Indonesian regent restricts social visits between sunset and evening prayers to take away distractions from religious worship

Photo illustration of a Muslim performing a prayer.
Photo illustration of a Muslim performing a prayer.

Citizens in the Indonesian regency of Demak, East Java now have a couple of hours every evening during which they are advised by the regional government to set aside their friends for God.

On Jan. 2, the regent of Demak, HM Nasir, issued a circular advising the prohibition of social visits in the hours between the lead up to maghrib (sunset) and isha (evening) prayers for Muslims.

A circular issued in the Indonesian regency of Demak restricting social visits between the hours of the sunset and evening prayers. Photo: Twitter
A circular issued in the Indonesian regency of Demak restricting social visits between the hours of the sunset and evening prayers. Photo: Twitter

The circular outlines that social visits — both in terms of receiving guests and visiting others’ homes — are advised against between the hours of 5pm to 7pm, “so the people and families use this time to read the Quran/learn about religion or general knowledge.”

Parties and other forms of celebrations are prohibited during this time unless permission is obtained from officials, and provided that such events do not violate the region’s ethical norms.

Visiting the sick, funerals, and religious events are exempt from the rule.

The circular notes that it is a follow up to a previous circular promoting a regional movement to switch TVs off during maghrib so citizens read the Quran instead.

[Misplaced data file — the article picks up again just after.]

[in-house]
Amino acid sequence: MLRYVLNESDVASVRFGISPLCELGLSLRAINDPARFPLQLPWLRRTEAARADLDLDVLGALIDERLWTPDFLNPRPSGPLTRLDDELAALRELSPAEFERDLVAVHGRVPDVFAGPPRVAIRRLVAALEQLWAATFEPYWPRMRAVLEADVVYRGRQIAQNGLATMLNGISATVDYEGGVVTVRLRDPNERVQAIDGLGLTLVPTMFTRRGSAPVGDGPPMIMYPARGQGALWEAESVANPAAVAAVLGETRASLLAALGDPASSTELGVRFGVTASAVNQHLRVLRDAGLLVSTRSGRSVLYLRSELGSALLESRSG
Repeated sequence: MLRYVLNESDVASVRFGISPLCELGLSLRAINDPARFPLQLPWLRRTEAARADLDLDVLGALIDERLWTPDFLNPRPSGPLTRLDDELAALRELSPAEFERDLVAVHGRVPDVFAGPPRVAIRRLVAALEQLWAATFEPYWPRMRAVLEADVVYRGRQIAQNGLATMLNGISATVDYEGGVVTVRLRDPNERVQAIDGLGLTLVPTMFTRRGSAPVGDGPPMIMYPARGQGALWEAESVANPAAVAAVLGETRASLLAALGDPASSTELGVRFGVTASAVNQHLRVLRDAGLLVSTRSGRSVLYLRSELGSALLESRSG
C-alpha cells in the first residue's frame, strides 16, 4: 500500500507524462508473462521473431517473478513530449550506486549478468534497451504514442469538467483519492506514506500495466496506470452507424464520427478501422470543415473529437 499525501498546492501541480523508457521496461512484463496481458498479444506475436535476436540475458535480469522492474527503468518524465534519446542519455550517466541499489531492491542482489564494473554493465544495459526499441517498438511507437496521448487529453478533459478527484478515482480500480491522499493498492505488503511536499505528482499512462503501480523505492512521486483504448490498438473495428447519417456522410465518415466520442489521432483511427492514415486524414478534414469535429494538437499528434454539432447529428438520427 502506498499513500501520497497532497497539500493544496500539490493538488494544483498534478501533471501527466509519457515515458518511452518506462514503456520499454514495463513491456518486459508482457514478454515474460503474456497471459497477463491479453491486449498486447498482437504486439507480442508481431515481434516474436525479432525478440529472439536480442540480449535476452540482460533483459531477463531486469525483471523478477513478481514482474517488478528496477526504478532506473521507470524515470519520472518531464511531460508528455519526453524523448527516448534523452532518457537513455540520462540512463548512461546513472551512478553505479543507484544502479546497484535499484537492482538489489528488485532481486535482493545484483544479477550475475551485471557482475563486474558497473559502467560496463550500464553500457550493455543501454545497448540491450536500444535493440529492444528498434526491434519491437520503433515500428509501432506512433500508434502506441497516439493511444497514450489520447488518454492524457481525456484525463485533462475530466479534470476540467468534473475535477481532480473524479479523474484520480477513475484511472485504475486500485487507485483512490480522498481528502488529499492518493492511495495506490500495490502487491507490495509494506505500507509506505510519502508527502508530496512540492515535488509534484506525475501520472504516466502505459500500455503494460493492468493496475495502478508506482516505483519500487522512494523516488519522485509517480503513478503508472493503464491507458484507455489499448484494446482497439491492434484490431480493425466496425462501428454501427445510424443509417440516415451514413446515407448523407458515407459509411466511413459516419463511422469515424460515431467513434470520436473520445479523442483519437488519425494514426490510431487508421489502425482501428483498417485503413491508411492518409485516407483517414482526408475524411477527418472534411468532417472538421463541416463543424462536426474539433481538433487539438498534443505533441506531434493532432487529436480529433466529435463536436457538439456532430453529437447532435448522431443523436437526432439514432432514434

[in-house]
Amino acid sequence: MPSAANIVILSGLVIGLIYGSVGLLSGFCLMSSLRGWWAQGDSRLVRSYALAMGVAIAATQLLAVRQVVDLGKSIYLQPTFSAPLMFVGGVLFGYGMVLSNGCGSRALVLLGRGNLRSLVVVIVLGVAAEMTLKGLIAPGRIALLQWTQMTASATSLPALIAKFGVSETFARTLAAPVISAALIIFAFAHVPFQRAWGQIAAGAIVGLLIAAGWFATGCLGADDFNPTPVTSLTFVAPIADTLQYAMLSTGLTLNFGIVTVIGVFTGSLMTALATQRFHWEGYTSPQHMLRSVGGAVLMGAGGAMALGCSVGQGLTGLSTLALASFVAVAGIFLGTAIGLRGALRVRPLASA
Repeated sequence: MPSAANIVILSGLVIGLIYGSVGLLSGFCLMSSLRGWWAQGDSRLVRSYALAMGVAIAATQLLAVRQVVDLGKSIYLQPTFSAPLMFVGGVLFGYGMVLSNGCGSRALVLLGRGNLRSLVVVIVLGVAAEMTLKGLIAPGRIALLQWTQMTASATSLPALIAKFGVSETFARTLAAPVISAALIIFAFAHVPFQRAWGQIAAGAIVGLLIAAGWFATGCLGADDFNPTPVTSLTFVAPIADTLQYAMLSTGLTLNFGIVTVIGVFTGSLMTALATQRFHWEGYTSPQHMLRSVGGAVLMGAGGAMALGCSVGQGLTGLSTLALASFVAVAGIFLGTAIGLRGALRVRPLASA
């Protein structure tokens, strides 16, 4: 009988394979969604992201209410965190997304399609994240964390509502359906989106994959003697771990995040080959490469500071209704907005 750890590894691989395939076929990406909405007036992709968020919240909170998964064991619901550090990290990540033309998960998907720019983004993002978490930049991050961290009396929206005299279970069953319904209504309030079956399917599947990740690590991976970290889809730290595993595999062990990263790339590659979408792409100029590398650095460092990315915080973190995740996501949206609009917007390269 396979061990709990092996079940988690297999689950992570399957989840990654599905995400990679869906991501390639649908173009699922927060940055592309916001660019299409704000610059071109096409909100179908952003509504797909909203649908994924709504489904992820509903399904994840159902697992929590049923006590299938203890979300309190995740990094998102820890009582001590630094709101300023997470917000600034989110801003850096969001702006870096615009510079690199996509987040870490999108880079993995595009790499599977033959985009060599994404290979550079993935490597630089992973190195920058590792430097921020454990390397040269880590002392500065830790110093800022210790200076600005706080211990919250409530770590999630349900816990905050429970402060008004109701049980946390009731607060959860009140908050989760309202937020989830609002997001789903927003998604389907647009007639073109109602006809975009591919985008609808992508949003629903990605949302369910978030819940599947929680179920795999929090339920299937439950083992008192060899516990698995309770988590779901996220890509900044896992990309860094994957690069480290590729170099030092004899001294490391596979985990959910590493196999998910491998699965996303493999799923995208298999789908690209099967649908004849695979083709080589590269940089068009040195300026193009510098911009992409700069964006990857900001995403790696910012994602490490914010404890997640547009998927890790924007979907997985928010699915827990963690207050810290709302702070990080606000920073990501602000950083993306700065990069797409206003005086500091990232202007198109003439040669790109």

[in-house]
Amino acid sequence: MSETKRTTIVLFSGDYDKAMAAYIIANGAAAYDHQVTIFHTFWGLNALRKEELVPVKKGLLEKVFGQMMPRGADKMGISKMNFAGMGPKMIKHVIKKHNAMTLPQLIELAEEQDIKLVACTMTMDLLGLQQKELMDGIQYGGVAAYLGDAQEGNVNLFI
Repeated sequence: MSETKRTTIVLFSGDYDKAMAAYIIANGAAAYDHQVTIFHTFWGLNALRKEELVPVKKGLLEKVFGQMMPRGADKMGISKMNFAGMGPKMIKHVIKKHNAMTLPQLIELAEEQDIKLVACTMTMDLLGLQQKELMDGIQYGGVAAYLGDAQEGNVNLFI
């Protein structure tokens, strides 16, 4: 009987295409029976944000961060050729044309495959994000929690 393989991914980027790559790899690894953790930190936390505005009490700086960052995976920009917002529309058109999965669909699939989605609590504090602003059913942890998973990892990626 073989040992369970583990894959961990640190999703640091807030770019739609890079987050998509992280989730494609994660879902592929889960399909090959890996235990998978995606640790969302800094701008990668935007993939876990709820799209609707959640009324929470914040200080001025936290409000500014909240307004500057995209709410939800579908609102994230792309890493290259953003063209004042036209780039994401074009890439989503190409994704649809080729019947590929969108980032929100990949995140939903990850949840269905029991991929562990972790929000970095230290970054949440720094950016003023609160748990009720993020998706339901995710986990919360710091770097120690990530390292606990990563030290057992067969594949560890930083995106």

As advisories generally go, no specific sanctions were mentioned in the circular and there has been no indication yet that Demak authorities would police its citizens’ religious piety. Nonetheless, the circular has attracted a fair bit of criticism after it went viral in Indonesia this week. 

“Guests are king. That’s why social visits at any time should be allowed. If these advisories become law, then what will they be punished with? Why would anyone punish social visits?” East Java Governor Ganjar Pranowo told Kompas today.

“If the idea is not to create a distraction during prayer time, then the host can ask the guest to pray together.”

Conversely, the Indonesian Ulema Council (MUI), the highest Islamic clerical body in the country, expressed support for HM Nasir.

“This is an attempt by the regent to make not only make his people prosperous in the material sense, but in the spiritual sense as well,” MUI Secretary General Anwar Abbas told Detik.

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CITY: JAKARTACATEGORY: NEWSSUB-CATEGORIES: POLITICS, RELIGION

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